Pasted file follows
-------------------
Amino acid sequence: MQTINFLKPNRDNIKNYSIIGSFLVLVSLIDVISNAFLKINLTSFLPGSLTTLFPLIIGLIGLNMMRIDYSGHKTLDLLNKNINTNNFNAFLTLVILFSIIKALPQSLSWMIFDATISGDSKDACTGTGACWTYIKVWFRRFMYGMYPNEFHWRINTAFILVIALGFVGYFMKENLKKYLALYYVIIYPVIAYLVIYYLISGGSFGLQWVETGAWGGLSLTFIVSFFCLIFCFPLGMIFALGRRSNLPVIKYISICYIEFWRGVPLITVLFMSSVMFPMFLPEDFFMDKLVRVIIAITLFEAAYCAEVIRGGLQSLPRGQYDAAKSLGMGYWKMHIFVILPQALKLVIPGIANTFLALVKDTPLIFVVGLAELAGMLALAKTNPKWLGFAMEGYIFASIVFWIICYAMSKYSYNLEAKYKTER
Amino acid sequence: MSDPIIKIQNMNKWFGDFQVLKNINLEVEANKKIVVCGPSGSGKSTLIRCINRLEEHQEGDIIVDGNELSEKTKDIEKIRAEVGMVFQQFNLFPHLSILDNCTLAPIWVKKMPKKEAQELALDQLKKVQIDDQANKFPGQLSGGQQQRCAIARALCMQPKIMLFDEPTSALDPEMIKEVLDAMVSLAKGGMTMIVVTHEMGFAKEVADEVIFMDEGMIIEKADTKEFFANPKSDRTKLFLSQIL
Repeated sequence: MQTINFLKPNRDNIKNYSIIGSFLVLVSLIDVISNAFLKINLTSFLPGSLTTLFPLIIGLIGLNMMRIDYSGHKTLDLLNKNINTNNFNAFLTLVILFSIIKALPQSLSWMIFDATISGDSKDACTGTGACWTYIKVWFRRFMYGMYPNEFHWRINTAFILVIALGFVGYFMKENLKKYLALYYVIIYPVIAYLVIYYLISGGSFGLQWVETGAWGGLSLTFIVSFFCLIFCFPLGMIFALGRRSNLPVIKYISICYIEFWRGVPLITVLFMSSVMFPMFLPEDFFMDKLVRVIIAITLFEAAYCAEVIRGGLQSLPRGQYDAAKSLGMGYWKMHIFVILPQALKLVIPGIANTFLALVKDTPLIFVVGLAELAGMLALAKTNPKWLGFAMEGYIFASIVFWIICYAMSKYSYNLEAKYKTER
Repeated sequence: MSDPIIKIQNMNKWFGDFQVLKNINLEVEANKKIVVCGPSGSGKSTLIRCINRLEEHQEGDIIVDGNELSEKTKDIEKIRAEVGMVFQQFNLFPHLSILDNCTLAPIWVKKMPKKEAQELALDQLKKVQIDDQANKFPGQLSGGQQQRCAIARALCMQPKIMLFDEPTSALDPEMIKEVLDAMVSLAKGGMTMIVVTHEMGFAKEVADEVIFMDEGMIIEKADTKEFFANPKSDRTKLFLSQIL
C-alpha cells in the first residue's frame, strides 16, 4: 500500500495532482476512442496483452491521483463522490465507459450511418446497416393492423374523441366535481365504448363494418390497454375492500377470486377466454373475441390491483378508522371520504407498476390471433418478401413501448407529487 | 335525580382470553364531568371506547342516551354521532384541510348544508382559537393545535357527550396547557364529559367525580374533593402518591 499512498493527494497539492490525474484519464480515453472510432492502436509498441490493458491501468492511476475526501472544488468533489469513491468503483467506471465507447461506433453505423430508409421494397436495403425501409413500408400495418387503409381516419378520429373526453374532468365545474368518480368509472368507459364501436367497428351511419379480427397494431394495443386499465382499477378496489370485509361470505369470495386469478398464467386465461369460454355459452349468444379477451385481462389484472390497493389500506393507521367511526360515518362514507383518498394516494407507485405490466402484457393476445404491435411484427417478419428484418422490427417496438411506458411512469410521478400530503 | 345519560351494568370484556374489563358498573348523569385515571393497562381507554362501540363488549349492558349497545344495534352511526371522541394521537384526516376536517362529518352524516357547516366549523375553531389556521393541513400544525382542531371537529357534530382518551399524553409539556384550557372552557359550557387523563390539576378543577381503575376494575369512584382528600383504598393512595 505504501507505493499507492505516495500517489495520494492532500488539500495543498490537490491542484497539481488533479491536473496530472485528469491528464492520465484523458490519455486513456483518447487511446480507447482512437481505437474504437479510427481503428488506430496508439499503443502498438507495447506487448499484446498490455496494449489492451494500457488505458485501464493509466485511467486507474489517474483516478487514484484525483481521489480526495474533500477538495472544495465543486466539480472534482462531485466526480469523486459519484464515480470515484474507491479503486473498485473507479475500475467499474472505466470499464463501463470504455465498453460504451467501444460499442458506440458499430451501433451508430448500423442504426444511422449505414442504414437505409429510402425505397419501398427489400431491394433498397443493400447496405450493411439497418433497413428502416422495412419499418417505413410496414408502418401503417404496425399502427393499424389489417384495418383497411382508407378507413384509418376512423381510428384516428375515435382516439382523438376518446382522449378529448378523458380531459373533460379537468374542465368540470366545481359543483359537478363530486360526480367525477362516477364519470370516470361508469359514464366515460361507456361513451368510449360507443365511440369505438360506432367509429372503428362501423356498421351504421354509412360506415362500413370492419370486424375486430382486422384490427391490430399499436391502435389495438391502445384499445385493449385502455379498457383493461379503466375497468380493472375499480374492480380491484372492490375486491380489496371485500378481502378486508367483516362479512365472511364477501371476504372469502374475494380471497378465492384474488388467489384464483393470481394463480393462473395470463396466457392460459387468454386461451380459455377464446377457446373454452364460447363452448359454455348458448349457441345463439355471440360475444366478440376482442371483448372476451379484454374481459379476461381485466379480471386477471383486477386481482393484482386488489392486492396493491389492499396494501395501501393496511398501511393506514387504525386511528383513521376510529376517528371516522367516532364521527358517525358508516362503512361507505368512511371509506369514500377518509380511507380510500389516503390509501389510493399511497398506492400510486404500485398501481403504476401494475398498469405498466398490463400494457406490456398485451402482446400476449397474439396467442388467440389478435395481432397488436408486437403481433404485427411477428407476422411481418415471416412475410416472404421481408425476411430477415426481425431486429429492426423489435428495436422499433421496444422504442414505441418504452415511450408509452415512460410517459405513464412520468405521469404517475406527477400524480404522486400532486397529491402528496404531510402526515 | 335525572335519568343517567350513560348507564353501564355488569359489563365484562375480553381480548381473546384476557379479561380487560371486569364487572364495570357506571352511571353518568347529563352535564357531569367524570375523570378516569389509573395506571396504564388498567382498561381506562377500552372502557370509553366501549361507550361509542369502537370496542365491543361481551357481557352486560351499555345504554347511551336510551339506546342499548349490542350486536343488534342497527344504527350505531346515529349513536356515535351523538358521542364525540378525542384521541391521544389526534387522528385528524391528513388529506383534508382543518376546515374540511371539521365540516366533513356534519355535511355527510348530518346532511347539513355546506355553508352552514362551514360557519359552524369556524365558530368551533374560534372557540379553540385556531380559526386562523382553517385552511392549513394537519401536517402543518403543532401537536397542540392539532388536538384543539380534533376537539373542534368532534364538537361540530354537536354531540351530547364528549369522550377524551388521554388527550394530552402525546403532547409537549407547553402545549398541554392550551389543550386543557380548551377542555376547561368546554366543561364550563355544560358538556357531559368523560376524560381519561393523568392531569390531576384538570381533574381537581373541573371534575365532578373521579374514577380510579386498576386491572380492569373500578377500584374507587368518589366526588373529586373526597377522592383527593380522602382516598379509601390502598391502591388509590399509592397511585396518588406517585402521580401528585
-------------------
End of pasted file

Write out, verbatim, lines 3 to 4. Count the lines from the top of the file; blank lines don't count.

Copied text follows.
Repeated sequence: MQTINFLKPNRDNIKNYSIIGSFLVLVSLIDVISNAFLKINLTSFLPGSLTTLFPLIIGLIGLNMMRIDYSGHKTLDLLNKNINTNNFNAFLTLVILFSIIKALPQSLSWMIFDATISGDSKDACTGTGACWTYIKVWFRRFMYGMYPNEFHWRINTAFILVIALGFVGYFMKENLKKYLALYYVIIYPVIAYLVIYYLISGGSFGLQWVETGAWGGLSLTFIVSFFCLIFCFPLGMIFALGRRSNLPVIKYISICYIEFWRGVPLITVLFMSSVMFPMFLPEDFFMDKLVRVIIAITLFEAAYCAEVIRGGLQSLPRGQYDAAKSLGMGYWKMHIFVILPQALKLVIPGIANTFLALVKDTPLIFVVGLAELAGMLALAKTNPKWLGFAMEGYIFASIVFWIICYAMSKYSYNLEAKYKTER
Repeated sequence: MSDPIIKIQNMNKWFGDFQVLKNINLEVEANKKIVVCGPSGSGKSTLIRCINRLEEHQEGDIIVDGNELSEKTKDIEKIRAEVGMVFQQFNLFPHLSILDNCTLAPIWVKKMPKKEAQELALDQLKKVQIDDQANKFPGQLSGGQQQRCAIARALCMQPKIMLFDEPTSALDPEMIKEVLDAMVSLAKGGMTMIVVTHEMGFAKEVADEVIFMDEGMIIEKADTKEFFANPKSDRTKLFLSQIL